Eduardo Acevedo, News Editor
A majority of Virginians voted in favor of two constitutional amendments that would change the commonwealth’s redistricting process and veterans’ tax exemption status, according to unfinalized results from the state department of elections.
Amendment 1 would change the process for redistricting, which occurs every 10 years based on the census. The Virginia General Assembly currently draws the state and congressional lines, largely approved by the political party in power. This year, Democrats hold the state house, senate and governorship.
As of early Wednesday morning, more than 67% of ballots checked “yes” for the Republican-backed Amendment 1, according to the Virginia Department of Elections. Results do not include all absentee ballots. Localities will certify results Nov. 10.
The amendment would give redistricting power to a bipartisan commission of eight legislators and eight citizens, evenly drawn from both parties. Voting “no” would keep redistricting powers solely within the General Assembly.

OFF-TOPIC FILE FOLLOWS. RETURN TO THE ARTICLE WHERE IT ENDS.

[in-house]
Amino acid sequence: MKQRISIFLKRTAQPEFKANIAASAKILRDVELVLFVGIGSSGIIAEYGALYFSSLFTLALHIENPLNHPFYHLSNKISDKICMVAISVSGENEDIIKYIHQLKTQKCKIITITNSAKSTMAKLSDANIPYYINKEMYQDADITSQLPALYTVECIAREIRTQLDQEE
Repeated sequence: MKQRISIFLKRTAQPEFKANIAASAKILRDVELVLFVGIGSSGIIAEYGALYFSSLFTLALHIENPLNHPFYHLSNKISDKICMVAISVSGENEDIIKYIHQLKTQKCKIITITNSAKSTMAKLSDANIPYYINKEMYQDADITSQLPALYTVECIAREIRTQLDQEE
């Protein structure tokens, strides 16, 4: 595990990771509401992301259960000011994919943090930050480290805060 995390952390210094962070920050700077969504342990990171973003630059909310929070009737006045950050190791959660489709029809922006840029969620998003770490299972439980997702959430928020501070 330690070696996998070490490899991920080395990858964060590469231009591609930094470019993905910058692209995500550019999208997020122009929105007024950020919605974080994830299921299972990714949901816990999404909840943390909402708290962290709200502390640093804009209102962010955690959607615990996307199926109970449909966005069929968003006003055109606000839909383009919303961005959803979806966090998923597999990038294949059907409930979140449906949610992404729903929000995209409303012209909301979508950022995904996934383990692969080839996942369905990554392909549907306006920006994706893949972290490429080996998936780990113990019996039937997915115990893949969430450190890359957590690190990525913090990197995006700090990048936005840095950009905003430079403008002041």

Supporters of Amendment 1 believe that it will combat gerrymandering and make the redistricting process more fair. Opponents believe the amendment is unnecessary and would increase gerrymandering by putting redistricting powers into the hands of fewer people.
Amendment 2 would make one automobile or pick-up truck owned by or used primarily for a veteran with a service-connected, permanent and total disability exempt from local and state taxes. If passed, the amendment would only allow the veteran to exempt one vehicle from their taxes.
As of early Wednesday, 86.16% of counted votes were in favor of the measure. Virginia’s state constitution generally calls for all property to be taxed, but this amendment would exclusively benefit disabled veterans.
Results for this race are as of 12:31 p.m. on Wednesday.